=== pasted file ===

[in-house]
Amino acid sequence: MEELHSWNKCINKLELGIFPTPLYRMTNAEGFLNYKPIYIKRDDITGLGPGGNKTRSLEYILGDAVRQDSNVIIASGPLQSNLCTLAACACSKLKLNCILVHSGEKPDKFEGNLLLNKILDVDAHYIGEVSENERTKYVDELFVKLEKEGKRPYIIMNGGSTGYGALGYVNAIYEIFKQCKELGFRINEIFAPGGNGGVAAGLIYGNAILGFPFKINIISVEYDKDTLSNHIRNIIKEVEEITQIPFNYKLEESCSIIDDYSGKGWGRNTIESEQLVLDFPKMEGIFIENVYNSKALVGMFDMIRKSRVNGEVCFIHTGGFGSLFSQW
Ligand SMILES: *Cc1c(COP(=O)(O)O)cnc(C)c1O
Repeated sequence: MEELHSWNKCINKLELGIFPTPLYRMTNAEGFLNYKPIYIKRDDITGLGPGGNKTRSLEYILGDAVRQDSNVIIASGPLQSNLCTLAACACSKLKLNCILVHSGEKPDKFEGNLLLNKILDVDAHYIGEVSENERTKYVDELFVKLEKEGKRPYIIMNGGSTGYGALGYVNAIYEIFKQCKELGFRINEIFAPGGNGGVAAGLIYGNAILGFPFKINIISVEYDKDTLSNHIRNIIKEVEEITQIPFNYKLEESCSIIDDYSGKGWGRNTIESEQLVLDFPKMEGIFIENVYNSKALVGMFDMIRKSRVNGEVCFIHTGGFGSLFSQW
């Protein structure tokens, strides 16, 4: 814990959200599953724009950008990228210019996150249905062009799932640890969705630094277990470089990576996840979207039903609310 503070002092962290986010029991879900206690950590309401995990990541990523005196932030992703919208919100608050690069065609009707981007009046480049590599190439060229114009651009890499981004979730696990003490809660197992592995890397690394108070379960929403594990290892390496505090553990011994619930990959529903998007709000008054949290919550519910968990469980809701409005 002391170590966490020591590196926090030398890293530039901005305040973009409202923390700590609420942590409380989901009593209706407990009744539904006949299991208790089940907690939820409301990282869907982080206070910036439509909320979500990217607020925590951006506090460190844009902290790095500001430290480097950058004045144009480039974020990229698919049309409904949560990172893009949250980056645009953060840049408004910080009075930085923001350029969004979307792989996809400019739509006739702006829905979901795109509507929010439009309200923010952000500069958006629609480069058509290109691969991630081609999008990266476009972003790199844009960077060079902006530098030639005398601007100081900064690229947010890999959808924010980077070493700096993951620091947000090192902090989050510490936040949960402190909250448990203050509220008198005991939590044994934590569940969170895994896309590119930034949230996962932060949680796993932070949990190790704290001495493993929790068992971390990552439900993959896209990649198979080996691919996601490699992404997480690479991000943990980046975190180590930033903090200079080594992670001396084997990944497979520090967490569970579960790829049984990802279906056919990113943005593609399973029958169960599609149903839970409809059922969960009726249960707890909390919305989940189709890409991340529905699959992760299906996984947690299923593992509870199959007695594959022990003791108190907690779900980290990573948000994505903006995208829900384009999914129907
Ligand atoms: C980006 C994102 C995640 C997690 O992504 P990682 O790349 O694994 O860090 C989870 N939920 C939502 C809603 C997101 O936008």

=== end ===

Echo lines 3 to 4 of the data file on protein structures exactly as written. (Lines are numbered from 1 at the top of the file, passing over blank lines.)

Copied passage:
Ligand SMILES: *Cc1c(COP(=O)(O)O)cnc(C)c1O
Repeated sequence: MEELHSWNKCINKLELGIFPTPLYRMTNAEGFLNYKPIYIKRDDITGLGPGGNKTRSLEYILGDAVRQDSNVIIASGPLQSNLCTLAACACSKLKLNCILVHSGEKPDKFEGNLLLNKILDVDAHYIGEVSENERTKYVDELFVKLEKEGKRPYIIMNGGSTGYGALGYVNAIYEIFKQCKELGFRINEIFAPGGNGGVAAGLIYGNAILGFPFKINIISVEYDKDTLSNHIRNIIKEVEEITQIPFNYKLEESCSIIDDYSGKGWGRNTIESEQLVLDFPKMEGIFIENVYNSKALVGMFDMIRKSRVNGEVCFIHTGGFGSLFSQW